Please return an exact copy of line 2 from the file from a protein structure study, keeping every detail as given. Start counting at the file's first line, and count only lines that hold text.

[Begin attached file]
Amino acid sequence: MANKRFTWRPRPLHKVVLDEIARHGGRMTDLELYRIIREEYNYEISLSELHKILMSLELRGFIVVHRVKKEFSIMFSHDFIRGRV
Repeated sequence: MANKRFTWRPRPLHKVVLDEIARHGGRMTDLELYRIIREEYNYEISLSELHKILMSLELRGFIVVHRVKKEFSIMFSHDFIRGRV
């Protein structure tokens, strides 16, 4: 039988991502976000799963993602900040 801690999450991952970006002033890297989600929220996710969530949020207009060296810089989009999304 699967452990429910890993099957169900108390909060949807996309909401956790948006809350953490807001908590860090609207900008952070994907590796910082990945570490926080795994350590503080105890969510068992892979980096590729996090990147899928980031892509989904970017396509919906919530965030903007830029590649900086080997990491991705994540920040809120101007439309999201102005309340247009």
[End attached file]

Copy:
Repeated sequence: MANKRFTWRPRPLHKVVLDEIARHGGRMTDLELYRIIREEYNYEISLSELHKILMSLELRGFIVVHRVKKEFSIMFSHDFIRGRV